As summer winds down and we begin the month of September, autumn migrations – heralds of cooler air and bright colors – begin in my corner of the world. Many years ago, back in the days when I was active in the haiku community, I wrote a poem about migrating geese, which later became the title poem of a haiku collection. The poem was honored with a first place Henderson Award in 1984, and the book won the first place Merit Book Award for 1987.
migrating geese –
once there was so much
I haven’t thought of the poem or the book in years, but I did yesterday when a flock of geese, apparently in a pattern of early migration, flew above my back yard just as dusk began to settle. I thought then about that little poem and how it linked the seasonal migration of geese (nature) to the way a relationship had changed (human nature). It occurred to me that there are times in all of our lives when we find ourselves in a process of migration (not merely physical migration, but movement from one spiritual place to another, from one emotional place to another, from one relationship to another).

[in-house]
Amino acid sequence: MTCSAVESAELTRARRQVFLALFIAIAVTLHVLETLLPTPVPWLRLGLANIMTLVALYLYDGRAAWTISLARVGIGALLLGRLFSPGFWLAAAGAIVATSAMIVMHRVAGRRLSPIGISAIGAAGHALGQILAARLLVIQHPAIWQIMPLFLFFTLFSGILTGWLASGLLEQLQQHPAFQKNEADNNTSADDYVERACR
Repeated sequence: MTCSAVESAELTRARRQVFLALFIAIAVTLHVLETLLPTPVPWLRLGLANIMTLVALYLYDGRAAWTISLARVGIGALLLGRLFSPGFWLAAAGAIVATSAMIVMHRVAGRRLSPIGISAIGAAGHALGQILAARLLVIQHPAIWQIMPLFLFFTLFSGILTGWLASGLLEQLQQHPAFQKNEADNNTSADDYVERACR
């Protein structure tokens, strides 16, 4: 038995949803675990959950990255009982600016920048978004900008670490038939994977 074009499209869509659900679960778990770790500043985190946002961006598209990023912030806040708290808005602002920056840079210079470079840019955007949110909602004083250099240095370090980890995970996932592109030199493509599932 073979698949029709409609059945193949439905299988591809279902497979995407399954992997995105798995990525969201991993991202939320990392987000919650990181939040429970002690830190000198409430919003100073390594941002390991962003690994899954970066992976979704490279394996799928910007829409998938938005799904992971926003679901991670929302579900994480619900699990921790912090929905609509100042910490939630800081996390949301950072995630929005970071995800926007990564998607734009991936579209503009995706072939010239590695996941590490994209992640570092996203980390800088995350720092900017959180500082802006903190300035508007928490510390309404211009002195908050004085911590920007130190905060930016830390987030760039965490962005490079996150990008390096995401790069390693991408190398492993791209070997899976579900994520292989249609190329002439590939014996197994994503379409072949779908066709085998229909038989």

I hope the idea of “migration” will capture your imagination this week. Think about it: birds and animals migrate; people migrate; migration is a way of marking time; migration is about journeying; migration is about change; migration is a state of mind. This week, let's write about a personal migration – your movement from one place to another (emotional, spiritual, actual).
1. Begin with a freewrite and then look over what you’ve written to see which ideas you can work into a poem.
2. Try to incorporate some nature imagery.
3. Compare yourself (or something in your life) to a flock of migrating birds or to a single migrating bird.
4. Write a persona poem from the perspective of a migrating bird, butterfly, or animal.
5. Try using “What The Wild Geese Know" as a title or theme.
6. If you like haiku, try writing a migration haiku. Click Here for Info on Haiku.
7. If writing about a personal “migration” doesn’t come together for you, write about a bird, butterfly, or animal migration. (You might even try an immigration poem.)
Most importantly, think about the rich potential in migration for metaphor, imagery, and figurative language; go beyond the obvious; give your poem room to discover what lies behind its conscious subject – "migrate" beyond your poem's surface content to create layers of meaning!